We have also heard from Fiona Lloyd, a great granddaughter of Frank Mottershaw and the granddaughter of Mrs. Spring, who for more than 50 years ran a sweet shop at 51 Baslow Road. Fiona is helping us with her memories of Totley Rise shops and with the Mottershaw family history.
Finally, sisters Jane Wright and Lisa Brassey who run the Rendezvous Cafe are tracing the history of the shops at the top of Mickley Lane and Main Avenue. Any old photographs of the shops that you may have would be of particular interest. If you are able to help, please contact us at our usual email address: firstname.lastname@example.org.
Our first meeting in the new year will be on Wednesday 24th January when we welcome back Chris Corker whose talk is called The Shell, Armaments and Munitions Production Crisis, 1915-1916. The wartime demand for armaments lead to the Shell Crisis of May 1915. Chris examines the effect that the formation of the Ministry of Munitions, under the guidance of David Lloyd-George, had on Sheffield's armament companies and its industry as a whole.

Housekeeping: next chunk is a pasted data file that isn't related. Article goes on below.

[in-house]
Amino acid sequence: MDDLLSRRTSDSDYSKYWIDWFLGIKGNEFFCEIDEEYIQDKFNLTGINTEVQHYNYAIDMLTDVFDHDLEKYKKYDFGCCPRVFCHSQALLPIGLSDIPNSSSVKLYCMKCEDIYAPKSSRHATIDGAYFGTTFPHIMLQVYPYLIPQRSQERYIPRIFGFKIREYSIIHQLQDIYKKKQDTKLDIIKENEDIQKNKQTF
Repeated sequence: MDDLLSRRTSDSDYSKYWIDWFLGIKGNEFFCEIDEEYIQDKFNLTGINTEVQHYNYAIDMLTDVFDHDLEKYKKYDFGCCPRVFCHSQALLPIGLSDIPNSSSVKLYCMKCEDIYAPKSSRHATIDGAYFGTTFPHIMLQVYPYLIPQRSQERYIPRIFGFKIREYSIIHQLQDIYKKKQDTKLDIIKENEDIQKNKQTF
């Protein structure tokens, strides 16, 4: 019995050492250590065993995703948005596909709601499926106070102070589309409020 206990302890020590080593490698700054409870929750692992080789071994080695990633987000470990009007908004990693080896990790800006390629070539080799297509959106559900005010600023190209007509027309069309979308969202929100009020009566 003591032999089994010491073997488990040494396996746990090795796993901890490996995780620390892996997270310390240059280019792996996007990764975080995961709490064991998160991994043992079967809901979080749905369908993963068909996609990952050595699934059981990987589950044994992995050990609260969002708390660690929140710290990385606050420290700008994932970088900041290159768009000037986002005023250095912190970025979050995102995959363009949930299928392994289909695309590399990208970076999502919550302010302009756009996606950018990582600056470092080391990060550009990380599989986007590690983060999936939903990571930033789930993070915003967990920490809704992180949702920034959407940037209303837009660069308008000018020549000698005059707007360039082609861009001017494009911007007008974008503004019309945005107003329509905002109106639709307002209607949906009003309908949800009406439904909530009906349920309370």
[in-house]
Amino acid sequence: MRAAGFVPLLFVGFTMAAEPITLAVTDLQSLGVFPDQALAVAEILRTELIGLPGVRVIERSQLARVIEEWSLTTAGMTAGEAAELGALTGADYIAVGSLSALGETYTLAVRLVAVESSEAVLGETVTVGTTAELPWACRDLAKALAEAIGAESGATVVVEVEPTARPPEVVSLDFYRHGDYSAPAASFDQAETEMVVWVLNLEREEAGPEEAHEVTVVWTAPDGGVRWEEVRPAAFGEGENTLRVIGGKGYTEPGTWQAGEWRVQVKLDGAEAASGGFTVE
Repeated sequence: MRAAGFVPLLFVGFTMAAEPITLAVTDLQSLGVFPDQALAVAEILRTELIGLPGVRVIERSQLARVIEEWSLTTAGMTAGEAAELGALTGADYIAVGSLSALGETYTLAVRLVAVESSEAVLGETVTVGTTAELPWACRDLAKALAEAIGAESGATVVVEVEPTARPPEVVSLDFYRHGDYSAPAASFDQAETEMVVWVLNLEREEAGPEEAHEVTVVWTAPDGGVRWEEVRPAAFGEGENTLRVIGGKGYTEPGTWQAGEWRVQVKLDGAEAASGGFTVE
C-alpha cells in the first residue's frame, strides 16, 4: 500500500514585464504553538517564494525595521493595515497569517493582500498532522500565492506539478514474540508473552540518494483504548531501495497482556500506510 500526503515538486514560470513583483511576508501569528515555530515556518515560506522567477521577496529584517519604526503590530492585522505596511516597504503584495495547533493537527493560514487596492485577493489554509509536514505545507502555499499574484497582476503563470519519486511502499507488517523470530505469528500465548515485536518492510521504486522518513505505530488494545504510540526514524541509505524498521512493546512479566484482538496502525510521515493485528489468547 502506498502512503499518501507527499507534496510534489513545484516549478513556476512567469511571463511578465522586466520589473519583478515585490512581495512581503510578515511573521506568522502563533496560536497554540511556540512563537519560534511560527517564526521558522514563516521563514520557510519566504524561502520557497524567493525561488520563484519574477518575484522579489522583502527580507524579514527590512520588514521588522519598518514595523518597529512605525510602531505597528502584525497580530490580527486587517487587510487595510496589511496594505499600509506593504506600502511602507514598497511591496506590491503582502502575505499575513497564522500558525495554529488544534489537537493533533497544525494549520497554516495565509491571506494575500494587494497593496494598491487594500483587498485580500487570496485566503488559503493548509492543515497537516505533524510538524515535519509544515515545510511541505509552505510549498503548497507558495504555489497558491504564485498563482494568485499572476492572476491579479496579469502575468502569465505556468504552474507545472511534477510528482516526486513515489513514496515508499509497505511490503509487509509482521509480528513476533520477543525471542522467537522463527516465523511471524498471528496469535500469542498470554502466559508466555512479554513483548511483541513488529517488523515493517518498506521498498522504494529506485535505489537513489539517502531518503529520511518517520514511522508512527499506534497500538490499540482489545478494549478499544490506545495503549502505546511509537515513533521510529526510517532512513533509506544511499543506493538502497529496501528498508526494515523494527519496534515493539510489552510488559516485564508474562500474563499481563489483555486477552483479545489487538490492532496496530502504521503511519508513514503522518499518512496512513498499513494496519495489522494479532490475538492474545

A recently discovered box of WWII correspondence reveals the story of how a small group of ladies from Dore and Totley recruited knitters from the west of Sheffield and how their efforts made them the country's greatest provider of Comforts for the Minesweeping crews of the Royal Navy. The story is told in Knit For Victory, a new book from Totley History Group. Written by Pauline Burnett, it has 82 pages and many illustrations. It is on sale in Totley Rise Post Office and local shops. Also available in Dore at the Village Store or direct via our website.